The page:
Shap Shap Shanana

cape town pic

I love Cape Town this time of year. Spend enough Decembers and Januaries in the soggy greyness of Europe and you’ll stop moaning about the south-easter and the Vaalies (well, maybe not the Vaalies) and feel a deep, abiding gratitude for the fact that when the table cloth stops tumbling over the mountain and a still and clear blue morning awakens, get there early and you have the whole beach to yourself. And as you wade into the water it dawns on you that the summer is yours, all yours. In fact, the whole place is. Cape Town is the kind of city you own if you’re a local. I used to walk around the icy streets of Malmö, already dark at 3:30pm, dreaming of Clifton 4th. I knew what was going on there: that the sun was not even close to setting yet. That people were navigating the cold, clean waves on SUPs. That a granadilla lolly would, indeed, make you jolly.

And as the sunbathing crowd marches up the steps to wherever it is they came from, the picnic crowd would be marching down with white wine and blankets and things from Giovannis. And the knowledge that all this was happening on the other side of the planet while I pushed a double baby pram through slush was almost more than I could bear. And I’ll never take it for granted again: the girl crossing Buitengracht street yesterday in a strappy sundress and converse high tops, holding her skirt so it didn’t blow up around her head. She was just so Cape Town. The guy in the airport parking lot a few mornings ago who, to pass the time while he waited for his load of tourists, had opened all the doors, put his favourite song on loud and was dancing like nobody was watching. The bergies on High Level road wearing Christmas hats with flashing lights. iKapa.

It’s too hot inside the restaurants so patrons spill outside into courtyards festooned with fairy lights. Summer nights black as ink, balmy, alcohol-steeped, humming with the energy of the season. Midnight in a swimming pool underneath a blanket of stars. Carols by candlelight. Sunrise walks up the mountain. A friend recently arrived, coming home from Australia where he tried to emigrate but nearly died of dismay. He calls it ‘a dusty rock where souls go to die.’ Sometimes I sit on a bench at the Waterfront and watch the tourists go by. It’s easy to tell who is who. Nobody on the planet is as pasty as the Brits. Nobody wears uglier shoes than the Germans, and even though the Swedes have only been here for half an hour, they’ve already managed to turn themselves a deep shade of mahogany. But, come! Come! Spend your Kronor and your Euros. Heaven knows we locals can’t afford the seafood platter.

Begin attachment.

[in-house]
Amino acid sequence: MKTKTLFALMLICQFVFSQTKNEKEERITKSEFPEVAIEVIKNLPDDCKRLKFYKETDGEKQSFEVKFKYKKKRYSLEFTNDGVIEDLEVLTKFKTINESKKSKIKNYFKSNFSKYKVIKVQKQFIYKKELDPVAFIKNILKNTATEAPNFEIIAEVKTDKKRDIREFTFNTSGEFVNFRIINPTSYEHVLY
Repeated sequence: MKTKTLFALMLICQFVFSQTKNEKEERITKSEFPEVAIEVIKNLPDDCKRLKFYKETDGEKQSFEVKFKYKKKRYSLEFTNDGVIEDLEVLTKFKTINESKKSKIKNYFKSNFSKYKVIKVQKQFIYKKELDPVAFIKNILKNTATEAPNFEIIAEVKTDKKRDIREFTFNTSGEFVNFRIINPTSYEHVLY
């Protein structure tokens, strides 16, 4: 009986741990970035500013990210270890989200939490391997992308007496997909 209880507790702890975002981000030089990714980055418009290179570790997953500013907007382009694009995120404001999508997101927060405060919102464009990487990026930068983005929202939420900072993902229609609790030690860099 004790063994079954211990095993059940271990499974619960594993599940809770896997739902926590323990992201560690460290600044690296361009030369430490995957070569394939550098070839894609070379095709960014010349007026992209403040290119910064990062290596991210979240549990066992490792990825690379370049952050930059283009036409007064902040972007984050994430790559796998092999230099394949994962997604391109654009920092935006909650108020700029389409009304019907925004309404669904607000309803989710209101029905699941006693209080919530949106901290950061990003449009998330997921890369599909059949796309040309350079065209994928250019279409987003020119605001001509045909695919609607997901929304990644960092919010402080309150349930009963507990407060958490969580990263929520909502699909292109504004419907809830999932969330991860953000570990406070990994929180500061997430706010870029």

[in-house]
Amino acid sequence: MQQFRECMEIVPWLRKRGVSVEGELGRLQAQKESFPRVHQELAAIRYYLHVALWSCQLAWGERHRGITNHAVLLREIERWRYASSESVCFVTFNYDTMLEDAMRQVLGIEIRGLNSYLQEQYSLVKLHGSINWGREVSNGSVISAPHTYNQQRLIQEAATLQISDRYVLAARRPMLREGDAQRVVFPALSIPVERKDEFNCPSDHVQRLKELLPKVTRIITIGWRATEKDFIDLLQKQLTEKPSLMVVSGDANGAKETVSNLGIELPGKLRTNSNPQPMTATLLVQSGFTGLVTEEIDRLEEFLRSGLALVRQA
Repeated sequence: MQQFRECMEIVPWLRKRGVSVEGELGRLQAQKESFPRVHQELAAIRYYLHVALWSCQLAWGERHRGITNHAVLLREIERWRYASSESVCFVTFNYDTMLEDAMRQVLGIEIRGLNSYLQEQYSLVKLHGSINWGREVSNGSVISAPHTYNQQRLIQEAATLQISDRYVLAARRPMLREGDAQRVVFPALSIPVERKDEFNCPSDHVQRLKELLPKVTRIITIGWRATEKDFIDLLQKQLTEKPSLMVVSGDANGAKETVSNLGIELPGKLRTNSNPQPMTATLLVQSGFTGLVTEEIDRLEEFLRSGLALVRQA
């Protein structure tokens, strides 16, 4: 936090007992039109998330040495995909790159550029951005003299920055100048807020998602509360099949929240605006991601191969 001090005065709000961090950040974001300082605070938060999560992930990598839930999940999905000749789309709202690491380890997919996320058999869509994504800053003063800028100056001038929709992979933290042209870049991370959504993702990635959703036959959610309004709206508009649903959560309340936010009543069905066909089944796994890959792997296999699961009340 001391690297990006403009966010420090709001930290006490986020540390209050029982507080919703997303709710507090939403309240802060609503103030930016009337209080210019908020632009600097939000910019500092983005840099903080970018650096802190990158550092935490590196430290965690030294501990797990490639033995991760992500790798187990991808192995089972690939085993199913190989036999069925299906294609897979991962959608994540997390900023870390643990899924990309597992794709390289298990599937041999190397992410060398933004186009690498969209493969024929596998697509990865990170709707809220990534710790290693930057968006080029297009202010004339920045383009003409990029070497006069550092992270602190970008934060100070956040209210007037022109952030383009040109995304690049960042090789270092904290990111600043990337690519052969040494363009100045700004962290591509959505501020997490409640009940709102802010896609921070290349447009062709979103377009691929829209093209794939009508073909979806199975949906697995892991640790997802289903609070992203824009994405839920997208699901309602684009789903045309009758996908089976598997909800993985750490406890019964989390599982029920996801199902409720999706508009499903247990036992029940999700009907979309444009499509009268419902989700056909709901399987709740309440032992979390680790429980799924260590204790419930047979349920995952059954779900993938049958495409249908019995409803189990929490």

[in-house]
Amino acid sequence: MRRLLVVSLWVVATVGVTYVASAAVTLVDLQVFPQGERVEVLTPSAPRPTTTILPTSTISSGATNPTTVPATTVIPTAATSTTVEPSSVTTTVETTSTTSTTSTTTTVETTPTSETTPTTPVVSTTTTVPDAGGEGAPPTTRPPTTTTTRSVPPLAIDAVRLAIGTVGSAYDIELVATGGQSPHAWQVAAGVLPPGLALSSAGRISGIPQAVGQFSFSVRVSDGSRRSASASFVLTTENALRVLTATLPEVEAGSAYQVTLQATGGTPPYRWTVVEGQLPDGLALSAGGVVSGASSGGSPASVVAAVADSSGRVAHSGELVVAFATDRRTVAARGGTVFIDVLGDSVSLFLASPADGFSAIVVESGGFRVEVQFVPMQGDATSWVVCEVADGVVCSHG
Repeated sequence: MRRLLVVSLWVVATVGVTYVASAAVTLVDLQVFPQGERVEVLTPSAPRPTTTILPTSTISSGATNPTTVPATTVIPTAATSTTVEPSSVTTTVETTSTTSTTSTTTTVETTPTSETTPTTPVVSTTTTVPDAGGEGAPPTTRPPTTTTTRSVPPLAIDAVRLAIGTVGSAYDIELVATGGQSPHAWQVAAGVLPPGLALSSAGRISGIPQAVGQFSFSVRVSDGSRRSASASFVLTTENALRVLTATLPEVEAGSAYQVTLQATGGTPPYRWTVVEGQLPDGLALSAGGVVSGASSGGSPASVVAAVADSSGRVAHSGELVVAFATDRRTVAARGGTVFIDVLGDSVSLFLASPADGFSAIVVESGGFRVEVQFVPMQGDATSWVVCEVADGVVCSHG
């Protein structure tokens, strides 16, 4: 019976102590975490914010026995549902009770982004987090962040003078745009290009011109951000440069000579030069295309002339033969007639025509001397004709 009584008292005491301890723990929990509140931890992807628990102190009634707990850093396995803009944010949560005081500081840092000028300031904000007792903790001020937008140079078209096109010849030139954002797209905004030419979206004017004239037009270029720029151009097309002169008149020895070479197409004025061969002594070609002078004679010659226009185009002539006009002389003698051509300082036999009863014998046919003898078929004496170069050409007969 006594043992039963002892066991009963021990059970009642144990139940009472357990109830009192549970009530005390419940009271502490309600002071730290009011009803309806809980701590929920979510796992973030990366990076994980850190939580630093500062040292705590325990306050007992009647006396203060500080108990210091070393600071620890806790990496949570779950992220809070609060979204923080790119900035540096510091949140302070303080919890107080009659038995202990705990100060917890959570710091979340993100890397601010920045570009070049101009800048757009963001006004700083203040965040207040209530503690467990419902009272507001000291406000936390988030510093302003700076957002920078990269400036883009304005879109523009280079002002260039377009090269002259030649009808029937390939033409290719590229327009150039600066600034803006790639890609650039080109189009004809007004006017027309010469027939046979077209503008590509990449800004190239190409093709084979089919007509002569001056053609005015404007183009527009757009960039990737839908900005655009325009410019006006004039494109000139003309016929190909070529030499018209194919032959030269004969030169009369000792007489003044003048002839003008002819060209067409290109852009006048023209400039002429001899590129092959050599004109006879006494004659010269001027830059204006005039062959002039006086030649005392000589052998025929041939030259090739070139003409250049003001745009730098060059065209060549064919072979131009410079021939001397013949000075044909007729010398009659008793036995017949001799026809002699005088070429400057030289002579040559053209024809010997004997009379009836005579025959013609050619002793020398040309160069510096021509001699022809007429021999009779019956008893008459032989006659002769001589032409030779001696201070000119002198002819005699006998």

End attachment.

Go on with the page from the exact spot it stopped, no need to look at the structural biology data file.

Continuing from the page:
The thing is, you’d be hard-pressed to find worse whiners than we Saffers. Here we are actually living in the city the whole world rushes to in the summer and we still find things to complain about. Cape Town – like the whole of the country – is not without its problems. But actually it’s pretty amazing, as places go. And, as I’ve said many times in the past, sometimes I wonder if it really needs to be ‘fixed’. Like life, South Africa is messy, unpredictable and full of contradictions. Some days you’ll be frustrated, others you’ll be delighted. It’s the human experience presented in sharp technicolour. It’s like all the bad and all the good you can ever imagine has been crammed into this one little corner of the globe. Pour yourself a rooibos gin and enjoy the ride.

This year, despite the drought, hotels have been fully booked since July. Restaurants are crowded, main roads crawling. I know some folks get grumpy about actually having to plan in advance and make dinner reservations (the horror!) but I love it – the bustle, the vibe, the money pouring in which keeps the machine oiled and the wheels turning. And there’s a reason why everyone on the planet wants to be here. This city really does have everything. Last week a friend made an appointment over the phone. As they settled the details and she was about to hang up, the person she was talking to clinched the deal with, ‘shap shap, shanana.’ She was so amused she told me about it on Whatsapp. We both posted ‘laugh-till-you-cry faces. ‘You should write a blog about that,’ she suggested. So, here it is.

Happy 2018 to all my readers. Thank you for engaging with my ramblings over the past year. The past 12 months were a tough journey for many of us, but I think 2018 is going to be shap shap shanana.







26 thoughts on “Shap Shap Shanana